By COLLEEN CURRY
A bloody war has raged in Syria for two years, while rebels and President Bashar al-Assad wrestle for control of the country, but Assad recently launched a second war - a battle of public relations, using his wife as his strongest weapon.
In the midst of a summer filled with bombings and an alleged chemical attack, Assad and his administration launched an account on Instagram, a photo-sharing social media site where he could post photos of himself to help convince the public that Syria was in good hands.
The account shows countless photos of Assad, clean-shaven and clad in dark suits, interacting with civilians and miltiary personnel.
But the star of the photos is his glamorous wife, Asma al-Assad, smiling and posing and showing off her volunteer work.
Asma has long captivated Syria's and the world's attention as the fashionable, educated first lady of a Syria. Born in Syria to a surgeon, she spent much of her life in England known as "Emma" and graduated from King's College in London. She even worked briefly at Deutsche Bank before becoming engaged to Assad and moving to Syria.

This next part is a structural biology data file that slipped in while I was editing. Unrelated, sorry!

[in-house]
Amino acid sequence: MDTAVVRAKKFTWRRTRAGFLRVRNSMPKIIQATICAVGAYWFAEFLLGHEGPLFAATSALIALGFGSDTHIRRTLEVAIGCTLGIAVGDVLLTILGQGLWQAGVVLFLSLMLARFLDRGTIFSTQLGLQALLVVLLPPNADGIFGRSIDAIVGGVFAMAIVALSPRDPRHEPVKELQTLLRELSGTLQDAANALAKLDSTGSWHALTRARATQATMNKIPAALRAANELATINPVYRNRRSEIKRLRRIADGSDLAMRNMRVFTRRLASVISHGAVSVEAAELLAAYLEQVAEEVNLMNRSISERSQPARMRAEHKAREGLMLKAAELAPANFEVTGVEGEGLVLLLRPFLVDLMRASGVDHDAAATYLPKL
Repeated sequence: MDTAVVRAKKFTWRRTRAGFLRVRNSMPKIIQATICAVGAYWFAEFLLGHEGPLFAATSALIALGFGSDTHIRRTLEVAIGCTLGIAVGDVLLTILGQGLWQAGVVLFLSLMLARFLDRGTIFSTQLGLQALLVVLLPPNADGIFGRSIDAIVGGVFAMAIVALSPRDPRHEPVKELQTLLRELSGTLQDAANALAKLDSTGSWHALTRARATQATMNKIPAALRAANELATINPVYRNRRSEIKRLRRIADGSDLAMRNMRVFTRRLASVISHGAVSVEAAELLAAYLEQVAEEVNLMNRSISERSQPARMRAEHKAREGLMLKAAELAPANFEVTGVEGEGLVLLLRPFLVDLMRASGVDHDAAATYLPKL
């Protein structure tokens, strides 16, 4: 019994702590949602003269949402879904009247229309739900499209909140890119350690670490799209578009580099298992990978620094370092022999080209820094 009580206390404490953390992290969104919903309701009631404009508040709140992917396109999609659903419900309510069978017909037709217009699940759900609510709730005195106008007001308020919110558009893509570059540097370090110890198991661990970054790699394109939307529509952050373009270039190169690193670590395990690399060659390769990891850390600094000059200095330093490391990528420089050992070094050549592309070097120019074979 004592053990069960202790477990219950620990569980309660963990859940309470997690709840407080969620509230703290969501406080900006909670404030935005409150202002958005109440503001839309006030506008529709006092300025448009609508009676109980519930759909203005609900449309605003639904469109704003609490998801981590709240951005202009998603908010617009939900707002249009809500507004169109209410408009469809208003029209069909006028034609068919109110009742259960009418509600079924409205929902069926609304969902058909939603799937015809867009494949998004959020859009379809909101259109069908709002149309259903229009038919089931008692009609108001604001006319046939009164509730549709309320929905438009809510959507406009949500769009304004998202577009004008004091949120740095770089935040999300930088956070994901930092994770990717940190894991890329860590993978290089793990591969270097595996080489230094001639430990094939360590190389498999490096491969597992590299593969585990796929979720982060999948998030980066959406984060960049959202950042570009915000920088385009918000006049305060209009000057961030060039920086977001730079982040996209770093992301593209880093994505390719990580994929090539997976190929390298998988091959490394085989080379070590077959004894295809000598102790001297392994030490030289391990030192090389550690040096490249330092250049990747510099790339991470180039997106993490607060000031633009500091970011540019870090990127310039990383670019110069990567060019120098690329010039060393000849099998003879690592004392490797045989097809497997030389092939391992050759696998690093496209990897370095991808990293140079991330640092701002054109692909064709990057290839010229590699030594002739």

As first lady of Syria, Asma Assad was compared to Princess Diana of Britain for her charitable and humanitiarian work, and profiled in fashion magazines including Vogue for her style.
When Syria descended into civil war two years ago, Asma temporarily stayed out of the public eye, leading spectators to wonder whether she was against her husband's crackdown on rebels. She soon appeared by his side smiling at a rally, however, and has been part of his public relations campaign since.
Now, Asma can be seen smiling with children and ladling out food to hungry Syrians in the photos posted to the Instagram account. Still dressed fashionably and wearing full-makeup, Asma presents a stark contrast to other images leaking out of Syria as Assad's forces and rebel forces battle viciously for control of cities.
In one photo, Asma is seen wearing a Jawbone UP! band, which measures fitness levels, while she spoons food into a a bowl at a soup kitchen.
The couple are not the only ones using social media to further their message in the country's two-year war. Last week, someone alleging to be their son Hafez posted a lengthy diatribe to Facebook daring the U.S. to launch a military strike against Syria and warning the West of possible consequences.